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Trade Shocks, Taxes, and Inequality

Author

Listed:
  • Douglas L. Campbell

    (New Economic School (NES))

  • Lester Lusher

    (UC Davis)

Abstract

We study the impact of trade shocks on inequality using newly constructed micro and macro data. First, we use the Current Population Survey’s (CPS) Merged Outgoing Rotation Group (MORG) from 1979 to 2010 combined with new annual measures of imported inputs, a proxy for offshoring. We find that in periods when US relative prices are high, and imports surge relative to exports, workers in sectors with greater initial exposure to international trade were more likely to be unemployed a year later, but did not experience significant declines in wages conditional on being employed. Contrary to the usual narrative, we find negative wage effects for higher-wage, but not lower-wage workers, particularly for those who are less-educated. Second, sectors most exposed to trade shocks do not experience relative increases in inequality. Third, using aggregate international data for 31 countries, we find that various trade shocks, such as increases in trade with China, are not generally correlated with changes in the income distribution. Instead, using new historical data, we confirm a close connection between top marginal tax rates and top income shares, and find that the level of top marginal tax rates impacts changes in the top 1% share of income, implying that top income shares are a function of historical marginal tax rates.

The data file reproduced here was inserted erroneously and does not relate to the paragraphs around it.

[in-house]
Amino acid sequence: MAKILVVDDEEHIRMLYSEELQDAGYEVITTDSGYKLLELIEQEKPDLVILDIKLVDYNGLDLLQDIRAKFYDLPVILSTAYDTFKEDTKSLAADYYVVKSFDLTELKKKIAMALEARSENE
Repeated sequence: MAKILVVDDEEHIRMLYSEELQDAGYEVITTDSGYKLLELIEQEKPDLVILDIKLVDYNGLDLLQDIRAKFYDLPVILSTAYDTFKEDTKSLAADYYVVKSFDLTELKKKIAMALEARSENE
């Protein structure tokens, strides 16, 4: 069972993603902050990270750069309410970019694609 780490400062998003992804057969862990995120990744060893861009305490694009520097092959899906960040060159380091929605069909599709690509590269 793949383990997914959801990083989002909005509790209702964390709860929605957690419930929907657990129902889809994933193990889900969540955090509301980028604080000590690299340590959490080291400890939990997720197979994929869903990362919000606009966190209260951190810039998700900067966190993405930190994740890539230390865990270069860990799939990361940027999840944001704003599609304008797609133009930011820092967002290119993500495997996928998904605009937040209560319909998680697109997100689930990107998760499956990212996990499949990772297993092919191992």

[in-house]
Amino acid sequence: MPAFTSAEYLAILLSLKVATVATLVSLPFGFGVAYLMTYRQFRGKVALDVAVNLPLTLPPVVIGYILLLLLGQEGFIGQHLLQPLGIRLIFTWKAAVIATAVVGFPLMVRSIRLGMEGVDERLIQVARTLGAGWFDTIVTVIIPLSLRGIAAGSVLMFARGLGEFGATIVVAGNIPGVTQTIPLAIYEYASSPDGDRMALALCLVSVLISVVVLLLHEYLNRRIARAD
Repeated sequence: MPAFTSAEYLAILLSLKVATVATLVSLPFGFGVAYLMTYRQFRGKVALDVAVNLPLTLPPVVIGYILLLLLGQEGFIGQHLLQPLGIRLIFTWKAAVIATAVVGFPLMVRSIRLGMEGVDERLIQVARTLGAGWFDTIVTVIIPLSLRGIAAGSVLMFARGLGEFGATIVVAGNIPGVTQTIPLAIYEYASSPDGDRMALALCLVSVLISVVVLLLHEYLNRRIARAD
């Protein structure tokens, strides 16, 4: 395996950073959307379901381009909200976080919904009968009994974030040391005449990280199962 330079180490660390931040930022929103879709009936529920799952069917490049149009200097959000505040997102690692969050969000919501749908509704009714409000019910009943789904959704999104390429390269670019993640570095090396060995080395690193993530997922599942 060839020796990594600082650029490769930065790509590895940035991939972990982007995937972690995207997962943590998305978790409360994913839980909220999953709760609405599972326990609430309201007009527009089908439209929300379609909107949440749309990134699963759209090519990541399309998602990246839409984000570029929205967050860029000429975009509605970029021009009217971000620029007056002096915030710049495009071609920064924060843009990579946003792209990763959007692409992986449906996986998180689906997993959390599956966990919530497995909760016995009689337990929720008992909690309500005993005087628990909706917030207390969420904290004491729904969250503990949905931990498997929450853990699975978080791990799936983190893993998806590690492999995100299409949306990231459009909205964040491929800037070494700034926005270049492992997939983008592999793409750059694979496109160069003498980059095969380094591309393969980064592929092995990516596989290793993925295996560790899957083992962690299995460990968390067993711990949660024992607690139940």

Suggested Citation

  • Douglas L. Campbell & Lester Lusher, 2016. "Trade Shocks, Taxes, and Inequality," Working Papers w0220, Center for Economic and Financial Research (CEFIR).
  • Handle: RePEc:cfr:cefirw:w0220
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    References listed on IDEAS

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    Blog mentions

    As found by EconAcademics.org, the blog aggregator for Economics research:
    1. Ben Bernanke, in Denial? "When Growth is Not Enough"
      by Doug Campbell in Douglas L. Campbell on 2017-07-09 13:14:00

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    2. Campbell, Douglas L., 2020. "Relative Prices and Hysteresis: Evidence from US Manufacturing," European Economic Review, Elsevier, vol. 129(C).

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    More about this item

    Keywords

    Inequality; Globalization; Skill-Biased Technological Change; American Manufacturings;
    All these keywords.

    JEL classification:

    • F10 - International Economics - - Trade - - - General
    • F16 - International Economics - - Trade - - - Trade and Labor Market Interactions
    • F41 - International Economics - - Macroeconomic Aspects of International Trade and Finance - - - Open Economy Macroeconomics
    • N60 - Economic History - - Manufacturing and Construction - - - General, International, or Comparative
    • L60 - Industrial Organization - - Industry Studies: Manufacturing - - - General

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